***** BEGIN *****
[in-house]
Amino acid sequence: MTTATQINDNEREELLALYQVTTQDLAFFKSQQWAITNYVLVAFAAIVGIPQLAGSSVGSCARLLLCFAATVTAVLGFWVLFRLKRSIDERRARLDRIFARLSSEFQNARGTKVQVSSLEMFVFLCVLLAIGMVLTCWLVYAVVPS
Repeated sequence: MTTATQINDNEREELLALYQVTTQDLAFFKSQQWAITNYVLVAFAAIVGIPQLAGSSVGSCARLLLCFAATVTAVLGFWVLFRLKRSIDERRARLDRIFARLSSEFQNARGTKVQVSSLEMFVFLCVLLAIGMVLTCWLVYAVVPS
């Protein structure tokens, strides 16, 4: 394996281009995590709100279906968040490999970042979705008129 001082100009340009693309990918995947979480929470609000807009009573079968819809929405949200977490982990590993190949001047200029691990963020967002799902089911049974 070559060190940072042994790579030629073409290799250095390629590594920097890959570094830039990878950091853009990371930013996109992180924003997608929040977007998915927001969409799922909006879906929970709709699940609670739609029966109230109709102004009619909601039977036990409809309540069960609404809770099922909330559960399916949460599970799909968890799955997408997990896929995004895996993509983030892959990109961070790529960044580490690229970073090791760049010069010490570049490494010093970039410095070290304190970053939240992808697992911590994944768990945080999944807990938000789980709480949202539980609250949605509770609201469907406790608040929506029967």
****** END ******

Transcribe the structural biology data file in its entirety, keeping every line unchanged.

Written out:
[in-house]
Amino acid sequence: MTTATQINDNEREELLALYQVTTQDLAFFKSQQWAITNYVLVAFAAIVGIPQLAGSSVGSCARLLLCFAATVTAVLGFWVLFRLKRSIDERRARLDRIFARLSSEFQNARGTKVQVSSLEMFVFLCVLLAIGMVLTCWLVYAVVPS
Repeated sequence: MTTATQINDNEREELLALYQVTTQDLAFFKSQQWAITNYVLVAFAAIVGIPQLAGSSVGSCARLLLCFAATVTAVLGFWVLFRLKRSIDERRARLDRIFARLSSEFQNARGTKVQVSSLEMFVFLCVLLAIGMVLTCWLVYAVVPS
């Protein structure tokens, strides 16, 4: 394996281009995590709100279906968040490999970042979705008129 001082100009340009693309990918995947979480929470609000807009009573079968819809929405949200977490982990590993190949001047200029691990963020967002799902089911049974 070559060190940072042994790579030629073409290799250095390629590594920097890959570094830039990878950091853009990371930013996109992180924003997608929040977007998915927001969409799922909006879906929970709709699940609670739609029966109230109709102004009619909601039977036990409809309540069960609404809770099922909330559960399916949460599970799909968890799955997408997990896929995004895996993509983030892959990109961070790529960044580490690229970073090791760049010069010490570049490494010093970039410095070290304190970053939240992808697992911590994944768990945080999944807990938000789980709480949202539980609250949605509770609201469907406790608040929506029967």